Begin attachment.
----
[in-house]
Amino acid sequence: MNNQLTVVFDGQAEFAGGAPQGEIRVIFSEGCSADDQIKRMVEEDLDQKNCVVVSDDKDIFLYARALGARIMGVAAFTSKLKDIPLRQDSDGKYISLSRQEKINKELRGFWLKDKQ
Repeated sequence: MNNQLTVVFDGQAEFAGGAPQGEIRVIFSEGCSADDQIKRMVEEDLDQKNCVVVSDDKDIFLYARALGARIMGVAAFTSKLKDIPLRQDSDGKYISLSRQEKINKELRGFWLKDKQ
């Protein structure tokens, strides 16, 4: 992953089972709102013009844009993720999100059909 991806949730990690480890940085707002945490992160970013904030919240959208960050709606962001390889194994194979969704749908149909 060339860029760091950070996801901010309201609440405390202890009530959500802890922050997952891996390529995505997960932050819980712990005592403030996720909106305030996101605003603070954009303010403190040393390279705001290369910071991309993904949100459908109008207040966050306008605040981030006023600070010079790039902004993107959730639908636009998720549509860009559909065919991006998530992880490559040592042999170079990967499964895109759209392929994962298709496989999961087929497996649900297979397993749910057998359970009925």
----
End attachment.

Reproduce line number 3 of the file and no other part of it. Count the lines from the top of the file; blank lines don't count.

Repeated sequence: MNNQLTVVFDGQAEFAGGAPQGEIRVIFSEGCSADDQIKRMVEEDLDQKNCVVVSDDKDIFLYARALGARIMGVAAFTSKLKDIPLRQDSDGKYISLSRQEKINKELRGFWLKDKQ